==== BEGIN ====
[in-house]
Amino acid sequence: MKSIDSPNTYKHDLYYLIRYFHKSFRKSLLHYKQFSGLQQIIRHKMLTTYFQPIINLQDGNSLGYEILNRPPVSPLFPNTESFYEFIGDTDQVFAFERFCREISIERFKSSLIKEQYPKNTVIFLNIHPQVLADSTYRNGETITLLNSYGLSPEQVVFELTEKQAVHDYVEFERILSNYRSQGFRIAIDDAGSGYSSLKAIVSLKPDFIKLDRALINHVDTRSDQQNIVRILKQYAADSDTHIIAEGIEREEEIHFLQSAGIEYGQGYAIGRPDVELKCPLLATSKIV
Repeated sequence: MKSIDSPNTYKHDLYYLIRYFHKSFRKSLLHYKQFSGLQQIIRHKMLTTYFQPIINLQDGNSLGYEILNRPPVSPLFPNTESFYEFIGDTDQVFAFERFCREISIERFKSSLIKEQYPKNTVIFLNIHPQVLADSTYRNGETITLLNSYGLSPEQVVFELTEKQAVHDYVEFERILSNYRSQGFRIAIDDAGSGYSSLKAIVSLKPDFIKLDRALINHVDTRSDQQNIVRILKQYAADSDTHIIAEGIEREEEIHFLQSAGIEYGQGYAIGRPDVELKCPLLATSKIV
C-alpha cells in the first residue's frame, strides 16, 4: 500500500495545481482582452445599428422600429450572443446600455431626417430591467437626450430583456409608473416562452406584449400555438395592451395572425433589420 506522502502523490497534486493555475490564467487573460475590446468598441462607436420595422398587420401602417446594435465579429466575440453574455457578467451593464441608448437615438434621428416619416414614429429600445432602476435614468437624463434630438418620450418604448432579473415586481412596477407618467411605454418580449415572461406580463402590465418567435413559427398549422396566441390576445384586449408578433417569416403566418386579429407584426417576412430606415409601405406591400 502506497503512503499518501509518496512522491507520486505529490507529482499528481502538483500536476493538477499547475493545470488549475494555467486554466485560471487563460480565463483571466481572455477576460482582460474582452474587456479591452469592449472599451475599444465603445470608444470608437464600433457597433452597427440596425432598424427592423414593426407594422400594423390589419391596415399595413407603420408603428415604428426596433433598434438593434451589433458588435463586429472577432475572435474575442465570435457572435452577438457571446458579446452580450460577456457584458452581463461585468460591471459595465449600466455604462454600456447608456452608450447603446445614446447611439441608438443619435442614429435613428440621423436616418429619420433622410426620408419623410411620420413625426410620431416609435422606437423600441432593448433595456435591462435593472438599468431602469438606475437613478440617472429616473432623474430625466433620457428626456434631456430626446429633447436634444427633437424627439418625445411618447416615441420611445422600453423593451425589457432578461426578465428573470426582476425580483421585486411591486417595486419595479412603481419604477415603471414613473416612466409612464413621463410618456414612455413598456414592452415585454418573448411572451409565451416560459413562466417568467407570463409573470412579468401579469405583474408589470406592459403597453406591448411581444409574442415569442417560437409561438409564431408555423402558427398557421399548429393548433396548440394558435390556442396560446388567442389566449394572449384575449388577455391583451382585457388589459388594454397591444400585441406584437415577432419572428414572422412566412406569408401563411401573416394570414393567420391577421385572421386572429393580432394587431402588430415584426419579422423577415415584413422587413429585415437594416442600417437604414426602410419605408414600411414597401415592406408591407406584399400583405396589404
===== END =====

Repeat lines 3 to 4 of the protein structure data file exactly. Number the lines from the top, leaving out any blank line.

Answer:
Repeated sequence: MKSIDSPNTYKHDLYYLIRYFHKSFRKSLLHYKQFSGLQQIIRHKMLTTYFQPIINLQDGNSLGYEILNRPPVSPLFPNTESFYEFIGDTDQVFAFERFCREISIERFKSSLIKEQYPKNTVIFLNIHPQVLADSTYRNGETITLLNSYGLSPEQVVFELTEKQAVHDYVEFERILSNYRSQGFRIAIDDAGSGYSSLKAIVSLKPDFIKLDRALINHVDTRSDQQNIVRILKQYAADSDTHIIAEGIEREEEIHFLQSAGIEYGQGYAIGRPDVELKCPLLATSKIV
C-alpha cells in the first residue's frame, strides 16, 4: 500500500495545481482582452445599428422600429450572443446600455431626417430591467437626450430583456409608473416562452406584449400555438395592451395572425433589420 506522502502523490497534486493555475490564467487573460475590446468598441462607436420595422398587420401602417446594435465579429466575440453574455457578467451593464441608448437615438434621428416619416414614429429600445432602476435614468437624463434630438418620450418604448432579473415586481412596477407618467411605454418580449415572461406580463402590465418567435413559427398549422396566441390576445384586449408578433417569416403566418386579429407584426417576412430606415409601405406591400 502506497503512503499518501509518496512522491507520486505529490507529482499528481502538483500536476493538477499547475493545470488549475494555467486554466485560471487563460480565463483571466481572455477576460482582460474582452474587456479591452469592449472599451475599444465603445470608444470608437464600433457597433452597427440596425432598424427592423414593426407594422400594423390589419391596415399595413407603420408603428415604428426596433433598434438593434451589433458588435463586429472577432475572435474575442465570435457572435452577438457571446458579446452580450460577456457584458452581463461585468460591471459595465449600466455604462454600456447608456452608450447603446445614446447611439441608438443619435442614429435613428440621423436616418429619420433622410426620408419623410411620420413625426410620431416609435422606437423600441432593448433595456435591462435593472438599468431602469438606475437613478440617472429616473432623474430625466433620457428626456434631456430626446429633447436634444427633437424627439418625445411618447416615441420611445422600453423593451425589457432578461426578465428573470426582476425580483421585486411591486417595486419595479412603481419604477415603471414613473416612466409612464413621463410618456414612455413598456414592452415585454418573448411572451409565451416560459413562466417568467407570463409573470412579468401579469405583474408589470406592459403597453406591448411581444409574442415569442417560437409561438409564431408555423402558427398557421399548429393548433396548440394558435390556442396560446388567442389566449394572449384575449388577455391583451382585457388589459388594454397591444400585441406584437415577432419572428414572422412566412406569408401563411401573416394570414393567420391577421385572421386572429393580432394587431402588430415584426419579422423577415415584413422587413429585415437594416442600417437604414426602410419605408414600411414597401415592406408591407406584399400583405396589404